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What makes a guy a TE?

  • I've always been confused about what makes a guy a tight end. Is it their height, blocking ability, overall size,their build, speed or lack thereof, should they be the size of a defensive end with speed, athleticism, and good hands? This seems to be most confusing at the high school recruit stage as there are kids who are de/te recruits. In the NFL i don't see those as being close to interchangeable. I guess where I'm going is looking at guys like Christian French who is tall and has wide reciever speed, but then a guy like Dwayne Stanford is similar with maybe even less speed but is considered a wide reciever. If we need a big tall fast wide reciever why not Christian? Anyone with some input?

  • Bowerz101

    In order to be effective at TE, you have to be ideally taller than 6'4" and weigh more than 230 and have good hands. DE and TE are interchangable coming out of high school because they are usually the same body types. They don't switch in the NFL because they don't have time to develop people in the NFL and typically players only play one side of the ball. In high school, pretty much all these guys play both sides so there is much more interchangable parts when you are recruiting.

    There are obviously exceptions to the prototypical TE, but you have to be able to block somewhat effectively, be somewhat quick, and have good hands.

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  • Sniperduck said... (original post)

    I've always been confused about what makes a guy a tight end. Is it their height, blocking ability, overall size,their build, speed or lack thereof, should they be the size of a defensive end with speed, athleticism, and good hands? This seems to be most confusing at the high school recruit stage as there are kids who are de/te recruits. In the NFL i don't see those as being close to interchangeable. I guess where I'm going is looking at guys like Christian French who is tall and has wide reciever speed, but then a guy like Dwayne Stanford is similar with maybe even less speed but is considered a wide reciever. If we need a big tall fast wide reciever why not Christian? Anyone with some input?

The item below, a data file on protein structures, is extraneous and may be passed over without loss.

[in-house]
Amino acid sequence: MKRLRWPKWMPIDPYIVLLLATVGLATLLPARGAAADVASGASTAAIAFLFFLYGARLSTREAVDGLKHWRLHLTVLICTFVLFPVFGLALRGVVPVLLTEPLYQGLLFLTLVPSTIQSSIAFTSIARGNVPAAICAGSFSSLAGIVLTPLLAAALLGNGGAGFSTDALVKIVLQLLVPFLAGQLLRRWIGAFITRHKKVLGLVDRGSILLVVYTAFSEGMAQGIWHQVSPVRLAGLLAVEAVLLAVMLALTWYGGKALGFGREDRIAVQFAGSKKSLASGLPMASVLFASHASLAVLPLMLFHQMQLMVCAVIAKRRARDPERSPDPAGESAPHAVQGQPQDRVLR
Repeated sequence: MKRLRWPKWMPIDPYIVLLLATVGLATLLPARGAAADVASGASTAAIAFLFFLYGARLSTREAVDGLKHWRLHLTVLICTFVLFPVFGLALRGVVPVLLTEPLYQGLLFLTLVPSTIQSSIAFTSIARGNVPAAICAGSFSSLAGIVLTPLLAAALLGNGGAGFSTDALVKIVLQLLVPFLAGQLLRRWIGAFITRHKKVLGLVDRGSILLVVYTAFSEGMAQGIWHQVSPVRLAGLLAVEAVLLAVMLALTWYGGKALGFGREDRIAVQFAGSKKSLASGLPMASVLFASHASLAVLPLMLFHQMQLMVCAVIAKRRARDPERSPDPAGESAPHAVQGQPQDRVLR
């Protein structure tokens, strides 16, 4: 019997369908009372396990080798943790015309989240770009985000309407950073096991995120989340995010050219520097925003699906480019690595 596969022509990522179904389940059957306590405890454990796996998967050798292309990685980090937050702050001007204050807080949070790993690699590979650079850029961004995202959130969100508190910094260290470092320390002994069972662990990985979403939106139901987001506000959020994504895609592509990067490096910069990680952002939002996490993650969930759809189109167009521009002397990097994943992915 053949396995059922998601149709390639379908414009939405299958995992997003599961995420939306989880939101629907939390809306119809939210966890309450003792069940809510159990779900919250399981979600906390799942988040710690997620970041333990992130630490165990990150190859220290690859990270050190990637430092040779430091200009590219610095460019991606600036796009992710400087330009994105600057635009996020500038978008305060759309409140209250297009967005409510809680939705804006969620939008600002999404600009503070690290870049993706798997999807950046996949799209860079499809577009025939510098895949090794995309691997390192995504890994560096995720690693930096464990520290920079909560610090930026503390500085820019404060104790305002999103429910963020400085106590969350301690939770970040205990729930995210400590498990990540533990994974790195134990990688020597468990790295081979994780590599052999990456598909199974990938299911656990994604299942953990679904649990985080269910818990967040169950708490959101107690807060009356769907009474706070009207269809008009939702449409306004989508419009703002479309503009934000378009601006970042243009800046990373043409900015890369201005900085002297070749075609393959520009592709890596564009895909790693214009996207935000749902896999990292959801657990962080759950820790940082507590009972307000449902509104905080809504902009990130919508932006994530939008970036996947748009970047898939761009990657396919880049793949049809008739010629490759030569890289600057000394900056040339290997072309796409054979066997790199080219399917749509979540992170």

Just ask Colt Lyerla.

  • Hands is the primary difference. Plus, shedding blocks is not quite the same as blocking. No clue whether French has the hands or bulk for the TE position. Remember Jason Williams? The guy had everything except the ability to catch the ball during games. Hawkins appears to have a similar problem.

    Conversely, Paulson, DJ Davis, Jeff Maehl had hands like a gecko's tongue. DAT and Lyerla appear to have good hands but we do not yet know if they have great hands. Huff makes great catches and great drops. Tuinei is erratic as well. Barner may have worse hands than Hawkins. James is a far, far better receiver than he was as a freshman but, as a rule, receivers don't seem to progress at all when it comes to hands. They either have them as a Frosh or never have them. Jason Williams went through every cure known to man but, if anything, got worse. Drops get into a guy's head bigtime!

    Fumblitis is a whole afferent species than drops. It can be improved significantly with coaching and hand strengthening. James got a whole lot better. Barner has improved but is still really, really scary. DAT has to improve and probably will like James. Cliff Harris was equally frightening for both the Ducks and our opponents. Tuinei fumbles a lot, too.

    We really, really need receivers who can hold onto the ball. This is a major difference between the 2011 and 2012 Ducks.